We investigated the influence of the core dimension on the group velocity dispersion β“ = d 2/dω 2 for the TE mode to determine optimum core dimensions and show the results in Fig. 3. Considering constraints such as efficient excitation of the modes and the need of a small effective were we investigated possible core heights between 0.3 and 0.8 μm. We find that for a waveguide width of less than approximately 650 nm the GVD becomes inverted. The anomalous GVD is found to exceed -4.5 ps2m-1for waveguide width of about 350 nm and core height of more than 450 nm. The region of inverted GVD is only weakly depending on the core height and we limit our further investigation to the case of a core height of 500 nm.
The TE mode GVD as a function of width and wavelength is shown in Fig. 4 for a fixed core height of 500 nm. The wavelength range is centered on 1.55 μm because this will be the optimum operation wavelength for nonlinear devices in AlGaAs.
The effective index of the TE and TM modes for different waveguide widths and a constant core height of 500 nm operating at a wavelength of 1.55 μm is shown in Fig. 5. For wide waveguides the effective index is close to the refractive index of the core material. For decreasing width the effective index changes rapidly, while the mode extends more and more into the air surrounding the waveguide (see Fig. 2 for an example of a TE mode). For a waveguide width below 1.2 μm the TM00 mode becomes the fundamental mode. The TE mode reaches its cut-off width at 200 nm while the TM mode is still guided at less than 100 nm width. Also shown are the effective indices for the TE10 and TM10 modes. The device operates in single mode for a width less than 500 nm (300 nm) for the TE (TM) polarization.
4. Experimental results
We fabricated nanowires with lengths, dwire, of 300/600/1000 μm by ebeam-lithography and reactive ion etching on a grown AlGaAs wafer with a core height of 500 nm. The wires were feed by a 2 μm wide waveguide and a dtaper = 150μm long taper as shown in Fig. 6. The full structure was d = 2.4 mm long. In each nanowires set an extra sample with no wire is fabricated to calibrate for the dispersion caused by the feed and taper. An SEM image of nanowires, tapers and feed waveguides is shown in Fig. 7(a) and the different sections parameters are presented in table 1.
To experimentally verify our predictions we measured the Fabry-Perot interference pattern using an OSA and an ASE source amplified by a EDFA. The change of the fringe period with wavelength is measured by first dividing the whole source bandwidth into smaller bands (2 nm wide spectral regions of the full measurement range between 1525 nm and 1575 nm). The average period in each band is calculated using a Fourier transform. The measured fringe periods for wires of 340 nm width is shown in Fig.7(b).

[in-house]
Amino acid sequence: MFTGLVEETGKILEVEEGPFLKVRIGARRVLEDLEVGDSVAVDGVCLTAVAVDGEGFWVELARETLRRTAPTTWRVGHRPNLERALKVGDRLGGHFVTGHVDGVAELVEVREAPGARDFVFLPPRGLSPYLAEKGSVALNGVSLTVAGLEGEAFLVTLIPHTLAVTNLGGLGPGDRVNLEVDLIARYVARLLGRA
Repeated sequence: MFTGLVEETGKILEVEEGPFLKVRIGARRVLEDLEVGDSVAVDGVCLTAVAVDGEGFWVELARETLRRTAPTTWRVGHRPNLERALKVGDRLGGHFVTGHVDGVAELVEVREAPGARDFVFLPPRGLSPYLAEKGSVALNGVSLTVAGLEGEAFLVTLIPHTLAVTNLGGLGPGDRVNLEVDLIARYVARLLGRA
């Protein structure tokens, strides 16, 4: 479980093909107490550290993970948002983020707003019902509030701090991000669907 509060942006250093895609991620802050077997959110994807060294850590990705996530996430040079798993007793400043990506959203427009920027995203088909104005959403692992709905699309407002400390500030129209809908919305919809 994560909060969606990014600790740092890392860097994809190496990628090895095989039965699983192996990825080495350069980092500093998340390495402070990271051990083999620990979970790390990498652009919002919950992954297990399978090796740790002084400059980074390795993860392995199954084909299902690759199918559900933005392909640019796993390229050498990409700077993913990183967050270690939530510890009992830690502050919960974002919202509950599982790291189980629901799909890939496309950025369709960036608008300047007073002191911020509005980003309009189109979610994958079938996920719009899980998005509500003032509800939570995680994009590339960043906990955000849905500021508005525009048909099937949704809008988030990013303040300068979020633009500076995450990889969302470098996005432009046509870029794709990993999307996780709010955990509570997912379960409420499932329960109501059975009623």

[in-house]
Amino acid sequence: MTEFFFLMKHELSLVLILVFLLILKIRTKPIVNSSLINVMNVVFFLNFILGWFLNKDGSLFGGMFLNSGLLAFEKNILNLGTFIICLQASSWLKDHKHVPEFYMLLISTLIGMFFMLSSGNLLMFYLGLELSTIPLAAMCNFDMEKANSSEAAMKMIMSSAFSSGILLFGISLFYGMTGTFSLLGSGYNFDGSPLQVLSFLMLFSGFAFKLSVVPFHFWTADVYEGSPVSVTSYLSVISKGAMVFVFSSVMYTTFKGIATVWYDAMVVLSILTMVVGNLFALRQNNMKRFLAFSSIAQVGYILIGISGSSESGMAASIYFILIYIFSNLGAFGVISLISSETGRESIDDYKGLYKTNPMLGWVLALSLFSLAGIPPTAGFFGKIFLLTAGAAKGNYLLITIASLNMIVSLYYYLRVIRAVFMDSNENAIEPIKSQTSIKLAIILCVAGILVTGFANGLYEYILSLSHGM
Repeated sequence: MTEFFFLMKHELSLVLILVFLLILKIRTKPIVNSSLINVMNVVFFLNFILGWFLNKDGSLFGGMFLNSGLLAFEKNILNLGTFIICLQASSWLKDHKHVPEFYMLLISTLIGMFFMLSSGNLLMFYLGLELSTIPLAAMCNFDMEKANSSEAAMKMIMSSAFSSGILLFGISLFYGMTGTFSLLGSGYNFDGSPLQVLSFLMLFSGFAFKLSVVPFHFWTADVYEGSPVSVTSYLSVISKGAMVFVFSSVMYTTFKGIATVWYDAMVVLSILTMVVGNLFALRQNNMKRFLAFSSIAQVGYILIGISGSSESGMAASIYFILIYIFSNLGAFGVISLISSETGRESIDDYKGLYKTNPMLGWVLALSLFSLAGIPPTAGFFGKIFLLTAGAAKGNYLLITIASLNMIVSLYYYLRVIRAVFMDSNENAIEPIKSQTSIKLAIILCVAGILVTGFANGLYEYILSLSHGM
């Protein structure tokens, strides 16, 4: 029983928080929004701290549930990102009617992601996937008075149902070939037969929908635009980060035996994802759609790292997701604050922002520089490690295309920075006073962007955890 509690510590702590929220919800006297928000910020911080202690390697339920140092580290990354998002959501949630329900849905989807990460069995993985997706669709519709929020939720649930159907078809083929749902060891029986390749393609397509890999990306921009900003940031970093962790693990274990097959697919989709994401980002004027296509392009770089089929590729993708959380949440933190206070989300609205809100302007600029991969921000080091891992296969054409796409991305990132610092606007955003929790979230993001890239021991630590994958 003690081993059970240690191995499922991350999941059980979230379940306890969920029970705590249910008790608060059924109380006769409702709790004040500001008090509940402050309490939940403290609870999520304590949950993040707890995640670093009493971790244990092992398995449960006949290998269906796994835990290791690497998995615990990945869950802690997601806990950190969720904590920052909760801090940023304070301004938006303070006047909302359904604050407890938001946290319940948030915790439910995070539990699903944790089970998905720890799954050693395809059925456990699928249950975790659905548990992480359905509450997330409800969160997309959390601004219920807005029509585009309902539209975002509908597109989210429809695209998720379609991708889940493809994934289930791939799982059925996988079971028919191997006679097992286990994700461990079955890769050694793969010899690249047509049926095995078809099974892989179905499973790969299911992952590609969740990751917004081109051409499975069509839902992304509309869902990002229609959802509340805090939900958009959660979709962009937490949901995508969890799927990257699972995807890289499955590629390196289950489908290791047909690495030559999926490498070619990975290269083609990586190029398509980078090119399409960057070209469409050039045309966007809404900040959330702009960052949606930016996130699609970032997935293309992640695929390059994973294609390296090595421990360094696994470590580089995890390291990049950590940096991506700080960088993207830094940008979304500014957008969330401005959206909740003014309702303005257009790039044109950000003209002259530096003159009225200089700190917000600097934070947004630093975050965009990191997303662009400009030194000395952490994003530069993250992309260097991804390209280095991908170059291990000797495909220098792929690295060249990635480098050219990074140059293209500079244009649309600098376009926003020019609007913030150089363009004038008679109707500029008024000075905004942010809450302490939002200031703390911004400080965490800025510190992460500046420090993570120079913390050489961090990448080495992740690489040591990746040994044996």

The fringe period, ∧ , is directly related to the first derivative of β with respect to λ as. To calculate the group effective index ng and the group velocity dispersion β″,is extracted by fitting the data with a second order polynomial
ng and β″ are then found by using:
Having nanowires of different length allowed us to eliminate the effect of the feed waveguides and the tapers and determine group index ng and β″.
Fig. 8 shows the group index for the TM00 and the TM00 mode. The TE mode shows a strong increase of the group index for waveguide width lower than 500 nm, while both modes show the expected convergence towards the material group index for wide waveguides. Also shown is the experimentally obtained group index. The horizontal error bar indicates a fabrication related increase of the width compared to the design width.
In Fig. 9 we show β“ for a wavelength of 1.55 μm. For waveguide widths below 1 μm the strong field confinement dominates over the material dispersion and leads to an inversion of the GVD of the TE mode for waveguide widths between 670 nm and 281 nm. The maximum anomalous GVD of -4.73 ps2m-1 is reached for a width of 323 nm. The TM mode, whose electric field is continuous across the strong index step between AlGaAs and air, shows no GVD inversion. However, for small width (less than 300 nm) the TM GVD starts to strongly increase when approaching the cutoff width.
We also show measured values of β“. As can be seen we confirm the existence of GVD inversion for width of 350 nm. Here, the vertical errorbars have been obtained by bootstrapping the measured fringe periods and indicate the standard deviation of the data.